“The [Kentucky] guy who recruited him took another job. That was his guy,” said Fagan.
When word reached Alabama that Jones was back on the open market, the Crimson Tide put on a full-court press. Lane Kiffin, Alabama’s offensive coordinator at the time, visited Bolles. Head coach Nick Saban brought his national championship caché via a helicopter ride to Jacksonville. Representatives from the University of Texas and Texas A&M showed their level of interest after arriving on a helicopter as well.
“It ended up being a big to-do if you will,” said Fagan, reflecting on Saban’s visit. “We had Saban come by a few times. He really liked Mac. Brent Key was the [Alabama coach] who recruited Mac the most. He was the offensive line coach. Now he’s at Georgia Tech.”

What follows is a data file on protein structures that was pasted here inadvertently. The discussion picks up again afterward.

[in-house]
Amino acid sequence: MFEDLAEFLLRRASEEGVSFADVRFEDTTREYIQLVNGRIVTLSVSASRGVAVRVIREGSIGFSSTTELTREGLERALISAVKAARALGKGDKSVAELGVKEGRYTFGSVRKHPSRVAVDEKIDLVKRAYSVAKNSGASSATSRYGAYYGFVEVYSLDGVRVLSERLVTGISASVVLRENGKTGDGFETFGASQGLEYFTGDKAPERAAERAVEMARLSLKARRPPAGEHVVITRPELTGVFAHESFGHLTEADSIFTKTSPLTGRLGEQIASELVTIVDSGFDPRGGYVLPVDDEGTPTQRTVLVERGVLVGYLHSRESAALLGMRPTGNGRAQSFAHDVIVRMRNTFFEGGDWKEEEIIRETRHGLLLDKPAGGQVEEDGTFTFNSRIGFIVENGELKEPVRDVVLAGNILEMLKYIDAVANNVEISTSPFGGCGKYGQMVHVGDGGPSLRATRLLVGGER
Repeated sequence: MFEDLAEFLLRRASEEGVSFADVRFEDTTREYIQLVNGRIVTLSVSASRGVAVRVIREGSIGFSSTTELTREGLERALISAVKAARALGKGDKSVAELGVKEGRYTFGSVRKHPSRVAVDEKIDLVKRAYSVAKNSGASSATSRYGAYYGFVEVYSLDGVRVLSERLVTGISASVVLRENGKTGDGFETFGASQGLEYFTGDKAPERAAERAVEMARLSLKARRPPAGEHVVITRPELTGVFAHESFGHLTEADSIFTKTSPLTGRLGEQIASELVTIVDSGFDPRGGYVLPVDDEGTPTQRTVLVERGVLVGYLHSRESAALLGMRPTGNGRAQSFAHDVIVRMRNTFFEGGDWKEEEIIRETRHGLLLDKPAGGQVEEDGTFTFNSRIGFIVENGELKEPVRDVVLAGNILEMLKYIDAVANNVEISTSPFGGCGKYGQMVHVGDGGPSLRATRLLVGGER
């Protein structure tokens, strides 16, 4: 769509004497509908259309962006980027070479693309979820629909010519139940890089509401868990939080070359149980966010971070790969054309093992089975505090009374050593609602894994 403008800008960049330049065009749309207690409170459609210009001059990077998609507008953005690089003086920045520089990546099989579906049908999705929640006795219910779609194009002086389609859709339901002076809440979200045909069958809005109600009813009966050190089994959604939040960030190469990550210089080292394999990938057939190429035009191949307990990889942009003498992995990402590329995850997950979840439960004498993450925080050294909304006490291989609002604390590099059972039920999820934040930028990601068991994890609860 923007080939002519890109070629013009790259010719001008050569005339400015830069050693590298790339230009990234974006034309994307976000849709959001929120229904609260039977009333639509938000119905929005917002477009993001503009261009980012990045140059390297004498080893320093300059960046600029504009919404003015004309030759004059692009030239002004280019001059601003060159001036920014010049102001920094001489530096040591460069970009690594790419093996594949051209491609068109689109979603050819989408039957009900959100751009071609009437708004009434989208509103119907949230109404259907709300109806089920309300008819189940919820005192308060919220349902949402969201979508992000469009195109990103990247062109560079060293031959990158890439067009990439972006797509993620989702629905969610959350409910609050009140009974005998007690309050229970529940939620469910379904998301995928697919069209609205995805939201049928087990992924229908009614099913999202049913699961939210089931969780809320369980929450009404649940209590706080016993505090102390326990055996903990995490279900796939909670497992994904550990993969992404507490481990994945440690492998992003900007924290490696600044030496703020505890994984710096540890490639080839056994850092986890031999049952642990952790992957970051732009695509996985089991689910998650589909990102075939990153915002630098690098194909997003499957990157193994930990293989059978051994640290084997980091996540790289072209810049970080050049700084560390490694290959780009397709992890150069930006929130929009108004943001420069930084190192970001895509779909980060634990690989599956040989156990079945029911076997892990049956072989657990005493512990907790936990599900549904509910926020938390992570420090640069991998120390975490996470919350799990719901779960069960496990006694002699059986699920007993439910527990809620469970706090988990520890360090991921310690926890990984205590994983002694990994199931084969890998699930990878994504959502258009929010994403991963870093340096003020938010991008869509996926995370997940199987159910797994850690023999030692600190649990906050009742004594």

At Bolles, Jones went from junior varsiy contributor as a freshman to varsity backup as a sophomore. He was handed the keys as The Bolles School’s starting QB heading into his junior season. He proceeded to tightly cling to them during the 2015 and 2016 seasons – two campaigns where he passed for a combined 55 touchdowns and took his team deep into the playoffs.
“He’s a kid who’s always been interested in football. Breaking down a game like it was a Madden [video] game, that’s just the mentality that he always had,” said Fagan, who rattled off a few intangibles that undoubtedly piqued the Patriots’ fancy when speaking about the high school version of Jones.
“He always had a good arm and always knew where to throw the ball,” said Fagan. “There were a few games where he threw interceptions at key times, but he never got down. He kept plugging along. It didn’t affect him detrimentally.”
In addition to coaching Jones, Fagan had the future national NCA champion and NFL first-round pick in a couple of study halls. Fagan was also Jones’ driver’s ed instructor.
“He did all right,” said Fagan. “He was a regular guy. It wasn’t like, ‘Ohh, there’s Mac Jones.’”
The Mac Jones who went to Alabama did so as an individual who needed to put significant meat on a 175-pound frame. The Patriots list Jones at 6-foot-3 and 217 pounds.